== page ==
I’m a sucker for a good rogue game. Whether it’s a roguelike or a roguelite, I’ve managed to lose way more hours in them than I’d like to admit. Hades scratches that itch for me, but it gives something to the game that the genre scarcely ever has – a proper and fascinating storyline. I don’t mean a means to an end – I mean you have a clear purpose for what you are doing, with a cast of characters all around you to supplement each and every attempt of an escape that you make. It’s genuinely intriguing storytelling, and it pairs off immaculately with the gameplay, which is far and away the single best gameplay I have encountered in a roguelite.

A half dozen different weapons to use, allowing for a half dozen distinct and diverse ways of playing each run, a plethora of gods and boons they provide to help aid your runs further, not to mention other modifiers to aid in, as well as diversify your runs further. Combined with tight, responsive and gripping gameplay, Hades is literally the end-all-be-all of roguelites as far as I am concerned. It’s difficult for even the most seasoned veterans of the genre, but also one of the more welcoming games as well. It’s visually striking, with slick animation, gorgeous visuals, and each area in each portion of the game teeming with vibrant, beautiful art.

With its official 1.0 release, Hades is now considered “complete”, and IMO, can be considered one of the best games to have come out over the last several years, and far and away the best roguelite ever. $25 is an absolute steal for Hades, and will guarantee dozens of hours of exciting, hyped gaming that very few video games manage to deliver.

2. Final Fantasy VII Remake (PS4)

I hate Final Fantasy VII. I’ve hated it for over two decades. The gameplay was stellar, there’s no denying that, but the storyline and its cookie-cutter, and the trope-filled cast of characters were ghastly. I couldn’t ever get behind the emo Cloud. I didn’t bat an eyelash at Aries’ death (it’s Aries, just like Princess Peach is really Princess Toadstool, GTFOH with anything else). None of these protagonists were likable in the least. It was an RPG that was so “fondly remembered” because this was basically the first RPG many had played (ironic enough, my first RPG was the first Final Fantasy on the NES, and I have absolutely zero sentimental attachment to it). It was a strong gameplay system tied to a flimsy, borderline offensive storyline and poor character development.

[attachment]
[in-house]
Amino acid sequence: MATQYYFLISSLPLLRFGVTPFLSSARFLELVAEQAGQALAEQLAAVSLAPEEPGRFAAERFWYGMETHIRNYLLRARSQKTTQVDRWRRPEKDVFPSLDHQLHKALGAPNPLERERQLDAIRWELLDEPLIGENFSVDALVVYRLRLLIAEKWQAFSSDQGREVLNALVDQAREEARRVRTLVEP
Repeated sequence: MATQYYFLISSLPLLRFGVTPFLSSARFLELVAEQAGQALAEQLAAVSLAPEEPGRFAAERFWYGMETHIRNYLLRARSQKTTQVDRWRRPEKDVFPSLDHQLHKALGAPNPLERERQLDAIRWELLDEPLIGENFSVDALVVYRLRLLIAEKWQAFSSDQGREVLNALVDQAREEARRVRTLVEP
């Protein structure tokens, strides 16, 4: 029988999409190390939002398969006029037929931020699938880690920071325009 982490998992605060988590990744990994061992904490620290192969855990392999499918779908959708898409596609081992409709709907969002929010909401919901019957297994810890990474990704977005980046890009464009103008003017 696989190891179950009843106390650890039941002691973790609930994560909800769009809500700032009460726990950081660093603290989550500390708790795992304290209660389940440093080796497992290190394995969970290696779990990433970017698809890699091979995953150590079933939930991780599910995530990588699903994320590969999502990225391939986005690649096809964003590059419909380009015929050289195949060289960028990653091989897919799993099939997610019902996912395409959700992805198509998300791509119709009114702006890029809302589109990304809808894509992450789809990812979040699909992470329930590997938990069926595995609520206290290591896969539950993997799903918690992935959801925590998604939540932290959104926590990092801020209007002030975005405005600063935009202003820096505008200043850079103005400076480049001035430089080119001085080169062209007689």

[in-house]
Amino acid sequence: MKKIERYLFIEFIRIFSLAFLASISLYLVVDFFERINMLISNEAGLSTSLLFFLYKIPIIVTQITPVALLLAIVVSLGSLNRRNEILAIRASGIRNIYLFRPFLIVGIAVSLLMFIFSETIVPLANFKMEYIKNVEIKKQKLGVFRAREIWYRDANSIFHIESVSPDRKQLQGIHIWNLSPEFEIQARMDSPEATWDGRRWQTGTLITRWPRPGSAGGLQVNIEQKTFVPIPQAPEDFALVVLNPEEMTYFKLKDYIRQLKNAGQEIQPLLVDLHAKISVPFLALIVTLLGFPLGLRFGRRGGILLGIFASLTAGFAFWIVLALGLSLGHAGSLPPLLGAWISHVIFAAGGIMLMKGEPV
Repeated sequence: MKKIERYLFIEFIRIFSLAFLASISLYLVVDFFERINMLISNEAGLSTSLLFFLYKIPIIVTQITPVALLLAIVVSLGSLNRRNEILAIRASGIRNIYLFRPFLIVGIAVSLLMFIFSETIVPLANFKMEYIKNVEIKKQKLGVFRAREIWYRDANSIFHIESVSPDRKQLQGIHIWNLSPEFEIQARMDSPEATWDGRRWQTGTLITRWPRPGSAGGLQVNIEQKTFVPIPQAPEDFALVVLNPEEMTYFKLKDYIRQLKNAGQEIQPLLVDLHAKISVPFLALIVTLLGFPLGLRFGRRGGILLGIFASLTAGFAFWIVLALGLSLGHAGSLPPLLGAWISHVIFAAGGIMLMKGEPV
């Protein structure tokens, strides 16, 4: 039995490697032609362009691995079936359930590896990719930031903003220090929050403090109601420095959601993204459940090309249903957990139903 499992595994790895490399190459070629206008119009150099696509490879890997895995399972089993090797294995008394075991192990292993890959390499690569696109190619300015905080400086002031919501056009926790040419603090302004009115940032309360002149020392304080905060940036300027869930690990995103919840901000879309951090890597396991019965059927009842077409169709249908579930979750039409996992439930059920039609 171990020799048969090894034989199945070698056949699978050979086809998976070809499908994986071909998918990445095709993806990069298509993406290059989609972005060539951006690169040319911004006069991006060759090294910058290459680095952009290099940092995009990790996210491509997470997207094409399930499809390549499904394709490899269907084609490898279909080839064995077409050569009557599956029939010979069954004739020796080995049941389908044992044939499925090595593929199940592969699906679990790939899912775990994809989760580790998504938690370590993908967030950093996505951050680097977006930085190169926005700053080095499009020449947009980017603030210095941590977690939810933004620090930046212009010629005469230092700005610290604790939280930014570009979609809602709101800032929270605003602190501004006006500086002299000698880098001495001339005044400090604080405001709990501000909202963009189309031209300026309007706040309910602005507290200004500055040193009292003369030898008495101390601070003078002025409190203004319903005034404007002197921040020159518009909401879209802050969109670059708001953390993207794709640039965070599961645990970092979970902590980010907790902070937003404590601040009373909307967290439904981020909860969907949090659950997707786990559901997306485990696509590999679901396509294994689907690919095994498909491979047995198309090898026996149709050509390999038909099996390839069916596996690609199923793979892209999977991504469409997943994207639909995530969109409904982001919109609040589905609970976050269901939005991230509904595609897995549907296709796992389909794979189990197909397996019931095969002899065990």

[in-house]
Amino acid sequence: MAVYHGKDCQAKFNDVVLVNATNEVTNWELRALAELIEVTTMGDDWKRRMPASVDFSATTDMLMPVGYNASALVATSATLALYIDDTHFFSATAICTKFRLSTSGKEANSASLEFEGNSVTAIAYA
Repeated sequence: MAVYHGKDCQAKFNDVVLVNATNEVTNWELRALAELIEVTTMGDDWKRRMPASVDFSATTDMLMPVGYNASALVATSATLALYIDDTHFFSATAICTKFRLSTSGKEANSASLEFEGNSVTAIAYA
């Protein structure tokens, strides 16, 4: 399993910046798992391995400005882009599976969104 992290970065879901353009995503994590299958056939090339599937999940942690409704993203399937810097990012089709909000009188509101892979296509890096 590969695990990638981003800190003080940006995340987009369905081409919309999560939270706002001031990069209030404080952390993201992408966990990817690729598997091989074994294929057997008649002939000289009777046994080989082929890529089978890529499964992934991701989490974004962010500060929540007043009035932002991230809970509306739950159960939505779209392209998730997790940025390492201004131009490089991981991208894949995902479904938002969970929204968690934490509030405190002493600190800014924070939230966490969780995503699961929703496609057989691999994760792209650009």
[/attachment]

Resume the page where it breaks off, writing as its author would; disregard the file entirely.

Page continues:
Final Fantasy VII Remake however, we’re finally given an opportunity to properly become accustomed to these characters, and the storyline attached to it. With this first part taking place up to the escape from Midgar, Square Enix is afforded ample time to flesh these characters out considerably more than the initial release. In doing so, in combination with the real time nature of the gameplay, FFVII Remake feels like a whole new experience.

If there ever was a blueprint to creating a remake of a “fondly remembered” and “loved” video game, this is it. While I still prefer the ATB system in the originals gameplay slightly more, Remake‘s real time combat is still absolutely thrilling, and it accentuates all the changes around it. Cloud finally doesn’t come off as some emo, showing more to who he is and what he’s gone through a lot sooner. Side characters have more life and heart to them. The game world, while it really was enjoyable in the original, feels even more impactful and full of life here. The story pacing, character development, everything feels like how it should have been in the first place.

Square Enix managed to do something that I thought would be impossible – make Final Fantasy VII an endearing and beloved game to me. It has me desperately wanting the next act to be released sooner and not later. It actually stands as perhaps a top three Final Fantasy experience for me, something that its original was never even close to. If every remake had the acute precision and quality as Final Fantasy VII Remake, maybe more of them would be endearing to me. Then again, having as few of such quality makes them that much more profound to me.

1. Yakuza: Like A Dragon (XSX)

Over the last decade, there have only been a small handful of JRPG’s that I found to have been beyond captivating. The two most prominent JRPG’s – Persona 5 and Dragon Quest XI, were phenomenal games that were led by stories and characters that helped immerse you into their world with ease. While I was emotionally invested in both journeys, they stopped just short of evoking emotional extremes that the likes of Suikoden has.